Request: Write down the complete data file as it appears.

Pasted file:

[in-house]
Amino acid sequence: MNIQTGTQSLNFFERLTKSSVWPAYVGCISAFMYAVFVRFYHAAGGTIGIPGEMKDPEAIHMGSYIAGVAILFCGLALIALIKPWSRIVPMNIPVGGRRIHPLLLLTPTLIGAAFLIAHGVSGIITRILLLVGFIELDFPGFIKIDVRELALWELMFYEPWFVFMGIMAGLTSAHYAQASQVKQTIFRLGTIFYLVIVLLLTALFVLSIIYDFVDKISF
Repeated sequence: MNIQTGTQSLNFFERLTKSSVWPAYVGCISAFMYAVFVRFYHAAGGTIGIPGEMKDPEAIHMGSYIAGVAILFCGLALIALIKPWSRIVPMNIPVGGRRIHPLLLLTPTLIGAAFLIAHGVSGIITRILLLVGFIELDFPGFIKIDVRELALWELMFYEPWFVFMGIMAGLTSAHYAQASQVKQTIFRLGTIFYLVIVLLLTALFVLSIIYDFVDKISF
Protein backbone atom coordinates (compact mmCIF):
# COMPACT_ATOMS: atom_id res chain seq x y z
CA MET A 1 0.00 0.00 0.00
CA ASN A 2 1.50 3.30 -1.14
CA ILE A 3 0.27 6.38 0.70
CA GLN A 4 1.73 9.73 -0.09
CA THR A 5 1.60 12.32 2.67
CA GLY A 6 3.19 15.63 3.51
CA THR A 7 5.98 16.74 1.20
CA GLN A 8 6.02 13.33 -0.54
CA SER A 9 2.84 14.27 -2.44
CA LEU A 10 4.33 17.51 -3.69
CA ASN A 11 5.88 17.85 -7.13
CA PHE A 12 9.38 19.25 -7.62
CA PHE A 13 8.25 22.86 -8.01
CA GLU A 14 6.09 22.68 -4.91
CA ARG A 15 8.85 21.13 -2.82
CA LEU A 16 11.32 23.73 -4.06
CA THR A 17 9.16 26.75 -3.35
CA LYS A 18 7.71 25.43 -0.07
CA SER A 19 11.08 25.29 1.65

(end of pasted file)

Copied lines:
[in-house]
Amino acid sequence: MNIQTGTQSLNFFERLTKSSVWPAYVGCISAFMYAVFVRFYHAAGGTIGIPGEMKDPEAIHMGSYIAGVAILFCGLALIALIKPWSRIVPMNIPVGGRRIHPLLLLTPTLIGAAFLIAHGVSGIITRILLLVGFIELDFPGFIKIDVRELALWELMFYEPWFVFMGIMAGLTSAHYAQASQVKQTIFRLGTIFYLVIVLLLTALFVLSIIYDFVDKISF
Repeated sequence: MNIQTGTQSLNFFERLTKSSVWPAYVGCISAFMYAVFVRFYHAAGGTIGIPGEMKDPEAIHMGSYIAGVAILFCGLALIALIKPWSRIVPMNIPVGGRRIHPLLLLTPTLIGAAFLIAHGVSGIITRILLLVGFIELDFPGFIKIDVRELALWELMFYEPWFVFMGIMAGLTSAHYAQASQVKQTIFRLGTIFYLVIVLLLTALFVLSIIYDFVDKISF
Protein backbone atom coordinates (compact mmCIF):
# COMPACT_ATOMS: atom_id res chain seq x y z
CA MET A 1 0.00 0.00 0.00
CA ASN A 2 1.50 3.30 -1.14
CA ILE A 3 0.27 6.38 0.70
CA GLN A 4 1.73 9.73 -0.09
CA THR A 5 1.60 12.32 2.67
CA GLY A 6 3.19 15.63 3.51
CA THR A 7 5.98 16.74 1.20
CA GLN A 8 6.02 13.33 -0.54
CA SER A 9 2.84 14.27 -2.44
CA LEU A 10 4.33 17.51 -3.69
CA ASN A 11 5.88 17.85 -7.13
CA PHE A 12 9.38 19.25 -7.62
CA PHE A 13 8.25 22.86 -8.01
CA GLU A 14 6.09 22.68 -4.91
CA ARG A 15 8.85 21.13 -2.82
CA LEU A 16 11.32 23.73 -4.06
CA THR A 17 9.16 26.75 -3.35
CA LYS A 18 7.71 25.43 -0.07
CA SER A 19 11.08 25.29 1.65